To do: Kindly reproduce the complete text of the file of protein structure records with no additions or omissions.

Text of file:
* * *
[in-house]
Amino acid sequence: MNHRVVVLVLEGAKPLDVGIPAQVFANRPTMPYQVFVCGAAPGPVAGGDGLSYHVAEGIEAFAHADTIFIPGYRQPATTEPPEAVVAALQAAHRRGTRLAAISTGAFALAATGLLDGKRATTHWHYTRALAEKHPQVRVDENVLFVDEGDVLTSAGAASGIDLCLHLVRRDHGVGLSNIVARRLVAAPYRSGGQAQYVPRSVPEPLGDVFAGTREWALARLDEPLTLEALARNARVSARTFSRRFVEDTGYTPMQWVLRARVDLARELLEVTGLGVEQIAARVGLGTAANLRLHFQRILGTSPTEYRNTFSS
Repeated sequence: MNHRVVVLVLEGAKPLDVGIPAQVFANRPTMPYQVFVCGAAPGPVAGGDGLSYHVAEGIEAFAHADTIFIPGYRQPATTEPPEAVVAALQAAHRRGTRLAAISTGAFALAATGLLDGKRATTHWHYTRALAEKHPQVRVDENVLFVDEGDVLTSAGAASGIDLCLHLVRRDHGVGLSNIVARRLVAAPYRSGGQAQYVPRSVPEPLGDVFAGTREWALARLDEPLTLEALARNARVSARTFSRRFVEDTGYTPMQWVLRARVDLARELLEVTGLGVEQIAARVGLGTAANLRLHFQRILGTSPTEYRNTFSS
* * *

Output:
[in-house]
Amino acid sequence: MNHRVVVLVLEGAKPLDVGIPAQVFANRPTMPYQVFVCGAAPGPVAGGDGLSYHVAEGIEAFAHADTIFIPGYRQPATTEPPEAVVAALQAAHRRGTRLAAISTGAFALAATGLLDGKRATTHWHYTRALAEKHPQVRVDENVLFVDEGDVLTSAGAASGIDLCLHLVRRDHGVGLSNIVARRLVAAPYRSGGQAQYVPRSVPEPLGDVFAGTREWALARLDEPLTLEALARNARVSARTFSRRFVEDTGYTPMQWVLRARVDLARELLEVTGLGVEQIAARVGLGTAANLRLHFQRILGTSPTEYRNTFSS
Repeated sequence: MNHRVVVLVLEGAKPLDVGIPAQVFANRPTMPYQVFVCGAAPGPVAGGDGLSYHVAEGIEAFAHADTIFIPGYRQPATTEPPEAVVAALQAAHRRGTRLAAISTGAFALAATGLLDGKRATTHWHYTRALAEKHPQVRVDENVLFVDEGDVLTSAGAASGIDLCLHLVRRDHGVGLSNIVARRLVAAPYRSGGQAQYVPRSVPEPLGDVFAGTREWALARLDEPLTLEALARNARVSARTFSRRFVEDTGYTPMQWVLRARVDLARELLEVTGLGVEQIAARVGLGTAANLRLHFQRILGTSPTEYRNTFSS